"Those who might have been concerned about the 'graying' of the Western dharma community can relax. Here are the voices of younger people who are walking the path, bringing their own generational concerns and cultural spin to the Buddha's teaching. Blue Jean Buddha includes a story about growing up in a Zen center, another about marathon running as a meditation practice, and several tales of encounters with self-judgment and depression. This book is a testimony to the timelessness of the dharma, as well as to the vitality of a new generation that is taking it to heart."
– Inquiring Mind
"A bellwether anthology."
– The New York Review of Books
"Buddhists in twenty-first-century America face many conundrums, and many books about the struggle to fit the dharma into daily life (or daily life into the dharma) are available, but most are by Buddhists in their forties or older. What about the challenges facing practitioners in their twenties? Editor Loundon, a young Buddhist born into a Zen community, wanted to know how her peers were coping, and her quest for men and women from diverse backgrounds willing to share their experiences yielded nearly 30 frank and thoughtful essays. Loundon's smart, committed, and articulate contributors include activists, health-care workers, students, teachers, monks, and a nun, and they cover the essentials in their tales of striving to reconcile Buddhist practice with the demands of school, work, family, and relationships. As contributors muse on the rewards and challenges of meditation, the great gap between theoretical and active Buddhism, and bending tradition to accommodate contemporary mores regarding sex, drugs, depression, recreation, and material security, they illuminate an evolving spirituality that is enriching American life."
"These young people offer all of something extremely precious. They embody a deep desire to love and are practicing-successfully! to bring the dharma to every aspect of life. We need their insight and experience for the tree of Buddhism to grow and take root in the West."
– Thich Nhat Hanh, author of The Miracle of Mindfulness
"A bracingly fresh set of visions of how spiritual life emerges. Blue Jean Buddha shines both as a documentation of the forces that shape spirituality and as a testament to Buddhism as it exists today."
– Daniel Goleman, author of Emotional Intelligence
"These young voices speak straight from their good hearts and have a mind to awaken us all."
– Lama Surya Das, author of Awakening the Buddha Within
"A fascinating, timely, book. Human and lively, its many voices raise a forest of questions, all the hope and perplexity that the honest search for truth always brings. The world is changing so very quickly, and the Dharma's form must also change, and no one knows exactly how. In the pages of Blue Jean Buddha you will meet the generation that is going to be in the thick of it."--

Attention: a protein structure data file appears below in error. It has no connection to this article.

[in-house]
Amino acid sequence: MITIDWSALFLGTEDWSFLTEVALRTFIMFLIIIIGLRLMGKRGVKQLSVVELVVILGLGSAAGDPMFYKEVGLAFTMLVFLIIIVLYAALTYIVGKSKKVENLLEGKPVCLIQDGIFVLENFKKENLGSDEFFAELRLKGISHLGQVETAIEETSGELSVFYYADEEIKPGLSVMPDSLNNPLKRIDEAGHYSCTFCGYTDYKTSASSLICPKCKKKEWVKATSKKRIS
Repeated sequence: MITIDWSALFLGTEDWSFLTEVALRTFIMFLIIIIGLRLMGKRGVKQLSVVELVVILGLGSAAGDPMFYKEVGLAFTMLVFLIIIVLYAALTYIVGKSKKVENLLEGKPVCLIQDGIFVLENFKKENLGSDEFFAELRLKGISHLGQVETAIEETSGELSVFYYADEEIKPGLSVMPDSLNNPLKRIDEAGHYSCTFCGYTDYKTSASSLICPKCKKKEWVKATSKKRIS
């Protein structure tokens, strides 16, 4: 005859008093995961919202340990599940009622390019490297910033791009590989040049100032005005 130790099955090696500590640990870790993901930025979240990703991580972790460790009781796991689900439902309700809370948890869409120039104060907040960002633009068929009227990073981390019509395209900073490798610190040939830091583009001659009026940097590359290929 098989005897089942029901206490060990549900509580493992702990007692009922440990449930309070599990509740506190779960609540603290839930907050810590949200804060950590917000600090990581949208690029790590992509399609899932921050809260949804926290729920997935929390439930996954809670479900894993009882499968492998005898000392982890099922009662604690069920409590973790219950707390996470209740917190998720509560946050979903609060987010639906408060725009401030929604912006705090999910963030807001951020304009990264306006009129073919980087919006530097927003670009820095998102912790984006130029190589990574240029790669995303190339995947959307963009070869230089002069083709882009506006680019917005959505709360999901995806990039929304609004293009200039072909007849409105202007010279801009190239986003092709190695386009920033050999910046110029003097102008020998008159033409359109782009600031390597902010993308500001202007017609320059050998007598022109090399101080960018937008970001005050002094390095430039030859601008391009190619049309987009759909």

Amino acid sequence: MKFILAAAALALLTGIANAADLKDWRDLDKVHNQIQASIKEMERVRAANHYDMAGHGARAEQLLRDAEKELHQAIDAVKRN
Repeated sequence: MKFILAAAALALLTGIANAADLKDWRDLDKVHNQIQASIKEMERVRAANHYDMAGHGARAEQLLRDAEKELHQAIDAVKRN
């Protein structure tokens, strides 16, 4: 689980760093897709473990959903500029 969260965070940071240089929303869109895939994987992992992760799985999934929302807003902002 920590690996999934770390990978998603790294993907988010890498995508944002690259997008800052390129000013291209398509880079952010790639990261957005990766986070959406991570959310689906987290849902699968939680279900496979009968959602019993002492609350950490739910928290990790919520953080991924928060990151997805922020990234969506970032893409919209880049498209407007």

– Zoketsu Norman Fischer, poet and Zen teacher, former abbot, San Francisco Zen Center, Teacher, Everyday Zen Foundation
"The emerging face of Buddhism is revealed in this thoughtful presentation of the voices of young practitioners. Poignant and provocative, honest and heartfelt, the stories are diverse expressions of our shared longing for a wise and compassionate life."
– Sharon Salzberg, author of Lovingkindness: The Revolutionary Art of Happiness
"A down to earth collection about Buddhism as practiced by young people in the West. These are stories that resonate, regardless of the spiritual path with which we struggle...At times the essays in Blue Jean Buddha read like impressive spiritual resumes: the paths taken, the teachers found, the journeys made, the time spent gleaning insights. The contributors' frankness is inviting, as is the sheer power of so many voices celebrating their practice during their teens and twenties, a time in life when many walk the spiritual path alone."--
– Shambhala Sun
"This is an idea whose time has come: Loundon gathers essays from 28 young practicing Buddhists, most of whom are 20-somethings. Some of the contributions are quite powerful: Vietnamese-American nun Sister Kristine reflects upon her decision to shave her head and enter monastic life; Amy Darling eloquently discusses what Buddhism and hospice work have taught her about the impermanence of human existence; and Seth Castleman writes about combining Buddhism with the social activism of his Jewish upbringing by teaching meditation to teens in prison. Other writers engage issues pertinent to young readers, such as sexuality, identity formation, education, depression and drugs. A memorable, accomplished anthology."
– Publishers Weekly